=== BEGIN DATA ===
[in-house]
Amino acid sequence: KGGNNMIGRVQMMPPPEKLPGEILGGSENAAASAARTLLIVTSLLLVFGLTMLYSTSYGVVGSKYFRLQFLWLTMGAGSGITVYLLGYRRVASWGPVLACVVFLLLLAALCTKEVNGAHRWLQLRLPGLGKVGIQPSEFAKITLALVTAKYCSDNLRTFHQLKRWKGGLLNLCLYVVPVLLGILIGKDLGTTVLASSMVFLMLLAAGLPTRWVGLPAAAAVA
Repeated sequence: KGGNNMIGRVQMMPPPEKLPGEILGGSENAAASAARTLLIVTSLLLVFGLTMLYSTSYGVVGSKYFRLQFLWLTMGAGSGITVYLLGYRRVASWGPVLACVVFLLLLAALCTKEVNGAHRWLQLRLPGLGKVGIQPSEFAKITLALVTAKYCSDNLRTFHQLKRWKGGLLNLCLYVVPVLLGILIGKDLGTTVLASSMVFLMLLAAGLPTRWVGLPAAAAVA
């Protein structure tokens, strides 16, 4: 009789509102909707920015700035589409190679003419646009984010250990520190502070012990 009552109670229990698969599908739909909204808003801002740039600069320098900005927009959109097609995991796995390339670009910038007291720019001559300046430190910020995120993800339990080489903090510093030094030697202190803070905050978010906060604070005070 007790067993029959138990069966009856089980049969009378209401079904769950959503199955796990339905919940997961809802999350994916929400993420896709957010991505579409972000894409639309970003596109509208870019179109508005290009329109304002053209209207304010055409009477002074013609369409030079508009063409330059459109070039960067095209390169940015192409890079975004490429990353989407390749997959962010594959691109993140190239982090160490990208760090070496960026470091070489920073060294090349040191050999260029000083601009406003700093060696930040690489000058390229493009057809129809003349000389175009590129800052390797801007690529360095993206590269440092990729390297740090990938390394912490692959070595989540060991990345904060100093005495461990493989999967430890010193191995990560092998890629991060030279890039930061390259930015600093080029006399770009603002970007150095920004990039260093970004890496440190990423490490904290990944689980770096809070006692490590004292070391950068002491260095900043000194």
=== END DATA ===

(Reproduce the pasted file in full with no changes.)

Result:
[in-house]
Amino acid sequence: KGGNNMIGRVQMMPPPEKLPGEILGGSENAAASAARTLLIVTSLLLVFGLTMLYSTSYGVVGSKYFRLQFLWLTMGAGSGITVYLLGYRRVASWGPVLACVVFLLLLAALCTKEVNGAHRWLQLRLPGLGKVGIQPSEFAKITLALVTAKYCSDNLRTFHQLKRWKGGLLNLCLYVVPVLLGILIGKDLGTTVLASSMVFLMLLAAGLPTRWVGLPAAAAVA
Repeated sequence: KGGNNMIGRVQMMPPPEKLPGEILGGSENAAASAARTLLIVTSLLLVFGLTMLYSTSYGVVGSKYFRLQFLWLTMGAGSGITVYLLGYRRVASWGPVLACVVFLLLLAALCTKEVNGAHRWLQLRLPGLGKVGIQPSEFAKITLALVTAKYCSDNLRTFHQLKRWKGGLLNLCLYVVPVLLGILIGKDLGTTVLASSMVFLMLLAAGLPTRWVGLPAAAAVA
């Protein structure tokens, strides 16, 4: 009789509102909707920015700035589409190679003419646009984010250990520190502070012990 009552109670229990698969599908739909909204808003801002740039600069320098900005927009959109097609995991796995390339670009910038007291720019001559300046430190910020995120993800339990080489903090510093030094030697202190803070905050978010906060604070005070 007790067993029959138990069966009856089980049969009378209401079904769950959503199955796990339905919940997961809802999350994916929400993420896709957010991505579409972000894409639309970003596109509208870019179109508005290009329109304002053209209207304010055409009477002074013609369409030079508009063409330059459109070039960067095209390169940015192409890079975004490429990353989407390749997959962010594959691109993140190239982090160490990208760090070496960026470091070489920073060294090349040191050999260029000083601009406003700093060696930040690489000058390229493009057809129809003349000389175009590129800052390797801007690529360095993206590269440092990729390297740090990938390394912490692959070595989540060991990345904060100093005495461990493989999967430890010193191995990560092998890629991060030279890039930061390259930015600093080029006399770009603002970007150095920004990039260093970004890496440190990423490490904290990944689980770096809070006692490590004292070391950068002491260095900043000194």